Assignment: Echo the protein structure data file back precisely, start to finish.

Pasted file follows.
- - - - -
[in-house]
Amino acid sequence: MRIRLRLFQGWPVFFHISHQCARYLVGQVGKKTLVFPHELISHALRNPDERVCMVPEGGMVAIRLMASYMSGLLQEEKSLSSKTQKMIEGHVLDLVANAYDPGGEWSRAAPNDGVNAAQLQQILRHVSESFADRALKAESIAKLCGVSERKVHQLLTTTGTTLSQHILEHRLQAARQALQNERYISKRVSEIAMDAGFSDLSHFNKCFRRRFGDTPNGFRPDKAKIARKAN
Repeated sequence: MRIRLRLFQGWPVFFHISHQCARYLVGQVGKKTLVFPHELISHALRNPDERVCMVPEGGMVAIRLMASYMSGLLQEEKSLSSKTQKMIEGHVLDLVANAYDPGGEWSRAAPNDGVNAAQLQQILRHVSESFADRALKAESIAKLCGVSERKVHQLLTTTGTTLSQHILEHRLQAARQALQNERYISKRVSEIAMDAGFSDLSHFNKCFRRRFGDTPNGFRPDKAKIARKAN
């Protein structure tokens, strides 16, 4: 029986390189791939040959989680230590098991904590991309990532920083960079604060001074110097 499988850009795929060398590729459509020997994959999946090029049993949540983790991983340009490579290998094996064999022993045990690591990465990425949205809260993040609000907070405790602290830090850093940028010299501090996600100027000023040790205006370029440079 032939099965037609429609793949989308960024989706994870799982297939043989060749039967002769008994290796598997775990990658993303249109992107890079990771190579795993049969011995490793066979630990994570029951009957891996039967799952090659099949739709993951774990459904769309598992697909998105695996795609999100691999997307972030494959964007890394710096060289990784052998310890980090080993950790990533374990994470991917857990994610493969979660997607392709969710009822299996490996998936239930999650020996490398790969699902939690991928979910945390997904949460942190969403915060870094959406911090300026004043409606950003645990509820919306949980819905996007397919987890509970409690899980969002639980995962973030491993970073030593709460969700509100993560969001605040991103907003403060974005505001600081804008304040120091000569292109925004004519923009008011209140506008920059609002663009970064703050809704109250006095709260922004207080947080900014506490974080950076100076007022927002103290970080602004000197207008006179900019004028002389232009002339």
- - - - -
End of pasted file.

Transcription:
[in-house]
Amino acid sequence: MRIRLRLFQGWPVFFHISHQCARYLVGQVGKKTLVFPHELISHALRNPDERVCMVPEGGMVAIRLMASYMSGLLQEEKSLSSKTQKMIEGHVLDLVANAYDPGGEWSRAAPNDGVNAAQLQQILRHVSESFADRALKAESIAKLCGVSERKVHQLLTTTGTTLSQHILEHRLQAARQALQNERYISKRVSEIAMDAGFSDLSHFNKCFRRRFGDTPNGFRPDKAKIARKAN
Repeated sequence: MRIRLRLFQGWPVFFHISHQCARYLVGQVGKKTLVFPHELISHALRNPDERVCMVPEGGMVAIRLMASYMSGLLQEEKSLSSKTQKMIEGHVLDLVANAYDPGGEWSRAAPNDGVNAAQLQQILRHVSESFADRALKAESIAKLCGVSERKVHQLLTTTGTTLSQHILEHRLQAARQALQNERYISKRVSEIAMDAGFSDLSHFNKCFRRRFGDTPNGFRPDKAKIARKAN
């Protein structure tokens, strides 16, 4: 029986390189791939040959989680230590098991904590991309990532920083960079604060001074110097 499988850009795929060398590729459509020997994959999946090029049993949540983790991983340009490579290998094996064999022993045990690591990465990425949205809260993040609000907070405790602290830090850093940028010299501090996600100027000023040790205006370029440079 032939099965037609429609793949989308960024989706994870799982297939043989060749039967002769008994290796598997775990990658993303249109992107890079990771190579795993049969011995490793066979630990994570029951009957891996039967799952090659099949739709993951774990459904769309598992697909998105695996795609999100691999997307972030494959964007890394710096060289990784052998310890980090080993950790990533374990994470991917857990994610493969979660997607392709969710009822299996490996998936239930999650020996490398790969699902939690991928979910945390997904949460942190969403915060870094959406911090300026004043409606950003645990509820919306949980819905996007397919987890509970409690899980969002639980995962973030491993970073030593709460969700509100993560969001605040991103907003403060974005505001600081804008304040120091000569292109925004004519923009008011209140506008920059609002663009970064703050809704109250006095709260922004207080947080900014506490974080950076100076007022927002103290970080602004000197207008006179900019004028002389232009002339």